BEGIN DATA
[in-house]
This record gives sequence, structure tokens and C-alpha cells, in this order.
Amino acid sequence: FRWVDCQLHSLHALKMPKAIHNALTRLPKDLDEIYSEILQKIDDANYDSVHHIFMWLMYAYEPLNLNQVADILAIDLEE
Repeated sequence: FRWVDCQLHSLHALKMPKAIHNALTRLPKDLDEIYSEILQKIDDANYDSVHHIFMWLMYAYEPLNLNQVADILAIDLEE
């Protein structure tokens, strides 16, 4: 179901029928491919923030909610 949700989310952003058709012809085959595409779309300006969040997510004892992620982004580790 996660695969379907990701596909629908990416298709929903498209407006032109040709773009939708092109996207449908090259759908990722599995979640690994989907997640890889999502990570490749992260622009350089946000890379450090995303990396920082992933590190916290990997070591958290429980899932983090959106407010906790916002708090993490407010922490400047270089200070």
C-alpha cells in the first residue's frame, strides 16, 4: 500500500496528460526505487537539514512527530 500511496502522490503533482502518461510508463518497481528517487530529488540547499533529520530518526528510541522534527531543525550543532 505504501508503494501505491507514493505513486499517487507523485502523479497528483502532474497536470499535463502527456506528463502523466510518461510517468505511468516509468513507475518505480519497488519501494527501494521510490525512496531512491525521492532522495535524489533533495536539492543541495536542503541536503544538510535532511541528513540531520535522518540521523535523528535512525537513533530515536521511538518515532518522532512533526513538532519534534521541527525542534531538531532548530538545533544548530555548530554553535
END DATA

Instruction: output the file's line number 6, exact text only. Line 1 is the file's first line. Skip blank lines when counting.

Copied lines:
C-alpha cells in the first residue's frame, strides 16, 4: 500500500496528460526505487537539514512527530 500511496502522490503533482502518461510508463518497481528517487530529488540547499533529520530518526528510541522534527531543525550543532 505504501508503494501505491507514493505513486499517487507523485502523479497528483502532474497536470499535463502527456506528463502523466510518461510517468505511468516509468513507475518505480519497488519501494527501494521510490525512496531512491525521492532522495535524489533533495536539492543541495536542503541536503544538510535532511541528513540531520535522518540521523535523528535512525537513533530515536521511538518515532518522532512533526513538532519534534521541527525542534531538531532548530538545533544548530555548530554553535